Behind the sports, a backdrop of organizing

The athletic competitions at four high schools over the last six days have taken on the quality of a routine. Middle and high school students stroll in, participate in a variety of sports, eat lunch, compete some more, then head home. On Saturday, the best teams and individual finalists will face off for the medals at Crane Technical Prep High School.



Oji Eggleston: "Couldn't have done it without partnerships."

Alex Fledderjohn

But that apparently loose routine belies the work that went into planning and staging a week-long, first-time event with only 60 days notice. Recruiting more than 1,500 kids, getting their parents’ consent, identifying schools to host the events, rounding up equipment, transporting kids to and from the schools, establishing teams, keeping them engaged and fed – it was like moving an army. As much as Spring Into Sports is a sports event, it’s also a tribute to community organizing.

“We couldn’t have done it without the existing strong partnerships we have with the community and with community organizations,” said Oji Eggleston, who organizes youth programs for the Near West Side Community Development Corporation and was in charge of SIS activities at Crane. “We have relationships with all the grammar schools and high schools, and with the coaches, who are the gym teachers.”

Those connections were essential in signing up students. But that was only half the battle. “When you have 170-200 kids coming together with the intention of participating in sports – competitive sports – you never know what could happen,” he said.  “What really surprised me was the attitude of the kids. They really embraced everything that was going on. Their level of participation just exceeded my expectations.”

Overcoming rivalries

Matt DeMateo: "We've had no problems here."

That good-natured engagement was apparent at the other schools as well. Matt DeMateo, youth pastor at Little Village’s New Life Community Church and sports director for SIS at Little Village Lawndale High School, attributed the healthy atmosphere over the last few days to the success of neighborhood sports programs such as Beyond the Ball and B-Ball on the Block.


Players, coaches and referees who’ve participated over the past few years have gotten to know and respect one another. Their common interest – basketball – has enabled them to overcome the rivalries and distrust that have spawned intense gang activity in the two adjoining neighborhoods.

“We’re building a real connection between the neighborhoods,” said DeMateo, “neighborhoods that have had problems. But we’ve had no problems here. They’ve been playing hard, but they shake hands and hang out afterwards.”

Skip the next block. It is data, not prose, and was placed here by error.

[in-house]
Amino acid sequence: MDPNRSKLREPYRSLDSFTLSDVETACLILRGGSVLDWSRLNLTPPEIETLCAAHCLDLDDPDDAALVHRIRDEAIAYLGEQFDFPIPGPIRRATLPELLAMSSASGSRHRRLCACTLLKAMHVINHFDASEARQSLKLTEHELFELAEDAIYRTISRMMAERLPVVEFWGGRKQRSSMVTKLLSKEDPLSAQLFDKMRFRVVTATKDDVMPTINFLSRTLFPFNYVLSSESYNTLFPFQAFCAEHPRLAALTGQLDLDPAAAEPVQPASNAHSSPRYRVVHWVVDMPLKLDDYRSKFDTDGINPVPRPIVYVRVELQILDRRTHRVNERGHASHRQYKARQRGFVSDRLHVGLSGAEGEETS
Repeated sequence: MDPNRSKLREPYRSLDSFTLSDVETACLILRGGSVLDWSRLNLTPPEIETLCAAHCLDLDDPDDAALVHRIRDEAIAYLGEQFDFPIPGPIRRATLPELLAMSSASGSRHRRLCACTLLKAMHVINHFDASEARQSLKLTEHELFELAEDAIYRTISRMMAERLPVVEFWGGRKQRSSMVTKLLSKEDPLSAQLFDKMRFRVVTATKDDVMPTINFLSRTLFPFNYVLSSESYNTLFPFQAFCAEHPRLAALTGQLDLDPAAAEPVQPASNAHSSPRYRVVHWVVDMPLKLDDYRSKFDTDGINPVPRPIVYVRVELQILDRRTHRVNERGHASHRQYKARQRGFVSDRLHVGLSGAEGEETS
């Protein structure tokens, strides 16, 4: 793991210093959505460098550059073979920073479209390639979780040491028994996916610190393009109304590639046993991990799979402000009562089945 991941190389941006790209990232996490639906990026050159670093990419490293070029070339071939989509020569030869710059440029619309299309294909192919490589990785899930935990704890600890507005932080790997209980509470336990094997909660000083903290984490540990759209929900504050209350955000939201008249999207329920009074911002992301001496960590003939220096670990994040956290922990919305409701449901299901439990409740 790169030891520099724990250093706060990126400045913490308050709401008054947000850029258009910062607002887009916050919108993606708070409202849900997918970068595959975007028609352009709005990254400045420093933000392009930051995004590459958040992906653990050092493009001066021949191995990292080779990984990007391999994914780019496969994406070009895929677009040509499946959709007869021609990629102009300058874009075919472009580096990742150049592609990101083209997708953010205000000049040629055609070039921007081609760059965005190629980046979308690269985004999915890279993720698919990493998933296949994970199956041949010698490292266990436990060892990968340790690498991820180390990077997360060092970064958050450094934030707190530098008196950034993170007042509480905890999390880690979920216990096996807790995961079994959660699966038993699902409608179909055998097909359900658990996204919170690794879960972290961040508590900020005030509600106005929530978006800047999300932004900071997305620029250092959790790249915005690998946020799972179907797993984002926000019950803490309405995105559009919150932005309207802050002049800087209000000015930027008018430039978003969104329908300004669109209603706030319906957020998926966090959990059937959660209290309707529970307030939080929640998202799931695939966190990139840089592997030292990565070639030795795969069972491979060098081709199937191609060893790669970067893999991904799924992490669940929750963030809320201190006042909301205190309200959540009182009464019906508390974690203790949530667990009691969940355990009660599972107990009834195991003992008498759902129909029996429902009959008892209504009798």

The young athletes have also been grateful for access to the Little Village Lawndale gym. “We’ve got 100,000 people in Little Village and half of them are under 25,” said DeMateo. “There’s very little green or recreational space here, so when we can get access to some, we grab it.”

Networking for kids

The intense but healthy competition is a reflection of what Rob Castañeda, the Spring Into Sports league manager, has achieved through Beyond the Ball, a program he established several years ago to involve youth through basketball. It’s only partly about sports. It’s completely about a network of people who share the vision of engaging kids.

Rob Castañeda: "We look for who is most interested."

Alex Fledderjohn

“We don’t look for top talent,” he said. “We look for who is most interested in being involved.” Team captains, for example, aren’t necessarily the best players. Instead, they’re the ones whose personalities are best suited to determining who plays, and when. They’re de facto coaches, who, through basketball, are learning the lessons of life.



Those lessons will be displayed Saturday at Crane through the competitions, speeches, medal ceremonies and other fanfare associated with “the finals.” But the bottom line for Keith Muhammad, an organizer for Bickerdike Redevelopment Corporation who’s been involved with SIS at Orr High School, is that for a few days a bunch of kids are getting some attention that they otherwise wouldn’t have.

Muhammad graduated from Orr in 1979 and lives in the neighborhood. In the weeks leading up to the tourney, he drove around in his van urging kids on the street to participate in SIS.

“This is about people wanting love and attention,” he said. “Of encouraging them to participate in this, to make them think it matters. I know it’s a cliché, but that’s just how it is.”

Home page photo by Juan Francisco Hernandez.